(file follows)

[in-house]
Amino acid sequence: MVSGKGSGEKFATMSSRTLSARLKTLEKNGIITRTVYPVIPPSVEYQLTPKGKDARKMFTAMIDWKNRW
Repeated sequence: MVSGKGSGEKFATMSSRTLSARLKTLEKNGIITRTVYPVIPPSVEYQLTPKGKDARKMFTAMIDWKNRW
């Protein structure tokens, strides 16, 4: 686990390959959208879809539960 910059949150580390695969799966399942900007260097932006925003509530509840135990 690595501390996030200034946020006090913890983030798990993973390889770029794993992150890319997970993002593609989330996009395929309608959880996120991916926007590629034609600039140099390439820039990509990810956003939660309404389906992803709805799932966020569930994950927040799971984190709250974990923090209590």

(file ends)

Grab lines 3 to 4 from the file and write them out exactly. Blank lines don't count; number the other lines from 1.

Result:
Repeated sequence: MVSGKGSGEKFATMSSRTLSARLKTLEKNGIITRTVYPVIPPSVEYQLTPKGKDARKMFTAMIDWKNRW
């Protein structure tokens, strides 16, 4: 686990390959959208879809539960 910059949150580390695969799966399942900007260097932006925003509530509840135990 690595501390996030200034946020006090913890983030798990993973390889770029794993992150890319997970993002593609989330996009395929309608959880996120991916926007590629034609600039140099390439820039990509990810956003939660309404389906992803709805799932966020569930994950927040799971984190709250974990923090209590």